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Who prescribes medications for symptom management and what is the impact of survivorship care plans among colorectal cancer survivors in the VA?

Haggstrom DA, Yeazel M, Clauser S, Arora N, Finstad D, Phalen S, Jackson G, van Ryn M. Who prescribes medications for symptom management and what is the impact of survivorship care plans among colorectal cancer survivors in the VA? Paper presented at: Cancer and Primary Care Research International Network Annual Meeting; 2012 Jun 6; Cleveland, OH.

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Abstract:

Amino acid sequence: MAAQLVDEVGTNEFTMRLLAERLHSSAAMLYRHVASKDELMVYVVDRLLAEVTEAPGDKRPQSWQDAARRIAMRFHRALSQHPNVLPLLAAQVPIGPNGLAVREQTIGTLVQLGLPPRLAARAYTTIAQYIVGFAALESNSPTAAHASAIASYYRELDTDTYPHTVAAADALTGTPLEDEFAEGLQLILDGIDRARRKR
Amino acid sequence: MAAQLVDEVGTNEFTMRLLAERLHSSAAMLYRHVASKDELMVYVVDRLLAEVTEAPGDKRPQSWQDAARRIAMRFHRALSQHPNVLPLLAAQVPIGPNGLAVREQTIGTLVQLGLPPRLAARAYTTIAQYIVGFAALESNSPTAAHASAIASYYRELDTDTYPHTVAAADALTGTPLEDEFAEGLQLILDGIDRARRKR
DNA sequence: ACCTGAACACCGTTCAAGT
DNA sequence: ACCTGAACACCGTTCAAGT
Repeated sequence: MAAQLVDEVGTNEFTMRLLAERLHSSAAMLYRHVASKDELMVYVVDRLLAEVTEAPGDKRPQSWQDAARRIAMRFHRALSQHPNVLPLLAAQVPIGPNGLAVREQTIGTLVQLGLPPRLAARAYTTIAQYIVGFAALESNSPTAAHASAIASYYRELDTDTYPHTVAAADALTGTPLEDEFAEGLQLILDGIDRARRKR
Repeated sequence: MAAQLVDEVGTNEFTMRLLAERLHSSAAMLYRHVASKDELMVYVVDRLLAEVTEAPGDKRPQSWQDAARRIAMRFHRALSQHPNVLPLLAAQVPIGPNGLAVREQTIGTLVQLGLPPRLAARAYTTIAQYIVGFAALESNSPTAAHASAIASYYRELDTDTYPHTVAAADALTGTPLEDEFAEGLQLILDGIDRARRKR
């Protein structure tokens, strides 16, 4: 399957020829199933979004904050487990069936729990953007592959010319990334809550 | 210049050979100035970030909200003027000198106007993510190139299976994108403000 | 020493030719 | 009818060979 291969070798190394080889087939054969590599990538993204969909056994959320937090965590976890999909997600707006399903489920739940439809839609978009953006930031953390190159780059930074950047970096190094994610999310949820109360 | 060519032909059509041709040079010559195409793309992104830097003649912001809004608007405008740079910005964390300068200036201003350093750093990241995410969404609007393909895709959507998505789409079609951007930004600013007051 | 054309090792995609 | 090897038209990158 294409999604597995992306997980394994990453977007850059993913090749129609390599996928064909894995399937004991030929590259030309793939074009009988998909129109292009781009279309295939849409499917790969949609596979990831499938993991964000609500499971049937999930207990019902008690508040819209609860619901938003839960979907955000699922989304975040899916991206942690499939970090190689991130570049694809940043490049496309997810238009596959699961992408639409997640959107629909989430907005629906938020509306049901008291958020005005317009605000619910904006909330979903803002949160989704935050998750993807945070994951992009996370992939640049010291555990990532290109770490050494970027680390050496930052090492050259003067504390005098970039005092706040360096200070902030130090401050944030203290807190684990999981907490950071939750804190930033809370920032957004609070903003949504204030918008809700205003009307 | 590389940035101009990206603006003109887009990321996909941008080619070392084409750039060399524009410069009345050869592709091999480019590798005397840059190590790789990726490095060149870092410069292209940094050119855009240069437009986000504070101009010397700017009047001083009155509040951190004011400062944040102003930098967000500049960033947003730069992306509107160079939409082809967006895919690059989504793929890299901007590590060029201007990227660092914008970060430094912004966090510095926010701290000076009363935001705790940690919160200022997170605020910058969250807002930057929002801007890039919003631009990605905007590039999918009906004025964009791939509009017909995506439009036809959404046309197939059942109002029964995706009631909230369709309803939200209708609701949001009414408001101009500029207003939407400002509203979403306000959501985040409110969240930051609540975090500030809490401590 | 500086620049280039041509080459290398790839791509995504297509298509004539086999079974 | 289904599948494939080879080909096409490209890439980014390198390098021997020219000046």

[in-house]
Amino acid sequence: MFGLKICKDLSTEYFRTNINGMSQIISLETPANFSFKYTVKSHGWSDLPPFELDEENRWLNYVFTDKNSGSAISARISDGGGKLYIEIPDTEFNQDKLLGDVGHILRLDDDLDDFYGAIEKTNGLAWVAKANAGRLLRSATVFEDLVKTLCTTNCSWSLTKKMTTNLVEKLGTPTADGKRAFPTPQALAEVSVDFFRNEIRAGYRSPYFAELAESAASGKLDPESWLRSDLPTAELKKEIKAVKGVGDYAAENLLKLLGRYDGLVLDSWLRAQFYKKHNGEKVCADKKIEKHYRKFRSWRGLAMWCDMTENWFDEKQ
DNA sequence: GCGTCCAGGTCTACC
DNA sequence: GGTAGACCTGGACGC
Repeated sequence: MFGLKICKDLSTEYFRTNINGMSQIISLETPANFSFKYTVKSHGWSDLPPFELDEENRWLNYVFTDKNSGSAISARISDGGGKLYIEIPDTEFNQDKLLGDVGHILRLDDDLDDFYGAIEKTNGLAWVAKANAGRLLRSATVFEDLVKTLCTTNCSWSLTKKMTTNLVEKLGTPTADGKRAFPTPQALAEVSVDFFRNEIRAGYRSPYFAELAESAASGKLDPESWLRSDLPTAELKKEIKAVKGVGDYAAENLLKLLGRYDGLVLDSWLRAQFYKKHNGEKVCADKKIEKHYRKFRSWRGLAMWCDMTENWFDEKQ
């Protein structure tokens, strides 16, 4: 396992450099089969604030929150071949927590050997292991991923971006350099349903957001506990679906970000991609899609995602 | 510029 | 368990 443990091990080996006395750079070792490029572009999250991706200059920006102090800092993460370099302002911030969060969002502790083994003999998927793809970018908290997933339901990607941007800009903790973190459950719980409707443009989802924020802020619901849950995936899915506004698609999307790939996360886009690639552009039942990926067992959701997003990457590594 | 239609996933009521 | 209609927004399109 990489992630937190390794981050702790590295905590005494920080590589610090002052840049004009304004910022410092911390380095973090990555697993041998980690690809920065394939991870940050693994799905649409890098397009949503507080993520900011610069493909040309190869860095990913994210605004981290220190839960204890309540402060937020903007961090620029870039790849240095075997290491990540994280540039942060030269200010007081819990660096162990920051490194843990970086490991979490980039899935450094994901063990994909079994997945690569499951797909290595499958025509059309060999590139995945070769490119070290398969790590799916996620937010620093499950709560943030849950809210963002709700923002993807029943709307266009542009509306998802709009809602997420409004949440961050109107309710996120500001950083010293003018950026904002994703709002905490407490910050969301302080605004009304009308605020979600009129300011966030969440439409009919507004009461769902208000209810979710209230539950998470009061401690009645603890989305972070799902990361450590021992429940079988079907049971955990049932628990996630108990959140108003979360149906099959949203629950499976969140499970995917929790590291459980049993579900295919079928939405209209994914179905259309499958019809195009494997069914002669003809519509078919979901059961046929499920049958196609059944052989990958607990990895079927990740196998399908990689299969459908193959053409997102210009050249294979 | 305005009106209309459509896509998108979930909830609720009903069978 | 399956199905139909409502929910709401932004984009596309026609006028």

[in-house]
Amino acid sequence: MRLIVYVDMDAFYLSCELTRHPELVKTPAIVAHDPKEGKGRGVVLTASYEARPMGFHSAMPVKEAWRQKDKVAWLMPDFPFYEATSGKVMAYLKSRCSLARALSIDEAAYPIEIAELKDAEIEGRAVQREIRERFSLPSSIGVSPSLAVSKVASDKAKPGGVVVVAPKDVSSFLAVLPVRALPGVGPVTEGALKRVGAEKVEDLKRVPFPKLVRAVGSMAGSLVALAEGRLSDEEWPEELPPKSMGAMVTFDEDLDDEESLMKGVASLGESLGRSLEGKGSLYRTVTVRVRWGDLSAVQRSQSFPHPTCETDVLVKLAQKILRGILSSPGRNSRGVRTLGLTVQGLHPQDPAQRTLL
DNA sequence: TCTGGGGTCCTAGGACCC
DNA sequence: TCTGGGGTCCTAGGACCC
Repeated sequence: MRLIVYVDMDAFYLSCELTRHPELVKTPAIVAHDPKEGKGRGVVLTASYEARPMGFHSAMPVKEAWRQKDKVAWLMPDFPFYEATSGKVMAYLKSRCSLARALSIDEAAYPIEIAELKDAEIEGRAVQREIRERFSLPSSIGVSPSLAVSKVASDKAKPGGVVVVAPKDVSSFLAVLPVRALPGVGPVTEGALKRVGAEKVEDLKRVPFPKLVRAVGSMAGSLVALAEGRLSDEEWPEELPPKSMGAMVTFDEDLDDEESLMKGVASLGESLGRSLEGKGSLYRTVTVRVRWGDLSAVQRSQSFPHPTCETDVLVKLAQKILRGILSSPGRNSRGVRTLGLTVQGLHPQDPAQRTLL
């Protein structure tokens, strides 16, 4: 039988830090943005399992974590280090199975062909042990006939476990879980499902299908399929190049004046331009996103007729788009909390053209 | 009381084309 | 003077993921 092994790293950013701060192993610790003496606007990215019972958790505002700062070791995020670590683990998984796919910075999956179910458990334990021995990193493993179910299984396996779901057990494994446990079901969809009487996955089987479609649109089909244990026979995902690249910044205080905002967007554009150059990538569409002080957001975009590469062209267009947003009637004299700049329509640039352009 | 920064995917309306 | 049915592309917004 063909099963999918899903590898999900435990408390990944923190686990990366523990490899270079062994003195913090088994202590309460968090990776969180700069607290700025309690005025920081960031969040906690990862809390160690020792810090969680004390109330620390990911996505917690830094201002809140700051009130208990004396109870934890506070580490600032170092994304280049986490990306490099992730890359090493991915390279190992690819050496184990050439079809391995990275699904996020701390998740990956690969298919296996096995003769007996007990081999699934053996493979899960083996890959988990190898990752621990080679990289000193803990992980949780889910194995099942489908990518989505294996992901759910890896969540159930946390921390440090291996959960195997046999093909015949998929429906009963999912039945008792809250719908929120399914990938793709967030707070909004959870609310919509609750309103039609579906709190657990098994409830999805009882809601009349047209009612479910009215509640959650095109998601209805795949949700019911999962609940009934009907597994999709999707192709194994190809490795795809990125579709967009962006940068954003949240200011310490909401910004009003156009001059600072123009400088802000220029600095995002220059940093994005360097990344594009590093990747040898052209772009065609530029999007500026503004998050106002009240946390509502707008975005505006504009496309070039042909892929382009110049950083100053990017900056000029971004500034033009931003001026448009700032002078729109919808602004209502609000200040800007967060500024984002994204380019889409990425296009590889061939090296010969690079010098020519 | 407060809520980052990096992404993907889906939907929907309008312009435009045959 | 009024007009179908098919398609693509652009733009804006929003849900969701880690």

Introduction: A shared-care model of follow-up involving tools to integrate both specialist and primary care physicians (PCPs) has been widely discussed in cancer survivorship. The important perceived role of PCPs in symptom management has been reported, but there is little data about who prescribes symptom treatment among cancer survivors. Methods: Veteran patients with a diagnosis of colorectal cancer in 2008 completed a mail survey (67% response rate). We included 825 Veteran cancer survivors who received surgery 6 months to 3 years prior to receiving the survey. Results: For cancer pain management, 41% of survivors reported receiving pain medications from PCPs, 26% from oncologists, 29% from surgeons, and 4% from gastroenterologists (GI). For bowel movements and nausea related to cancer, 36% and 24% of survivors, respectively, reported receiving medications from PCPs; 36% and 57% from oncologists; 19% and 15% from surgeons, and 8% and 5% from GI. For depression and sexual function issues related to cancer, 77% and 80%, respectively, received medications from PCPs; 18% and 11%, oncologists; 4% and 5%, surgeons; and 2% and 5%, gastroenterologists. A minority of veterans reported receiving a cancer treatment summary (36%) and survivorship care plan (34%). Survivors who received treatment summaries were more likely to report their providers were always "familiar with your most recent medical history" (71% vs. 57%), and survivors who received care plans were more likely report knowing "who was in charge of your care for all of your health problems" (83 vs. 69%). Conclusion: PCPs prescribe cancer-related medications for the greatest proportion of survivors and symptoms overall, and thus, de facto shared care models already exist in the VA. The question is not whether to pursue shared care among cancer survivors, but how to most effectively coordinate the care being delivered by PCPs and specialists. Treatment summaries may be effective in communicating medical histories, and care plans may be effective in assigning accountability. More work is needed to improve access to treatment summaries and care plans among Veterans diagnosed with colorectal cancer.





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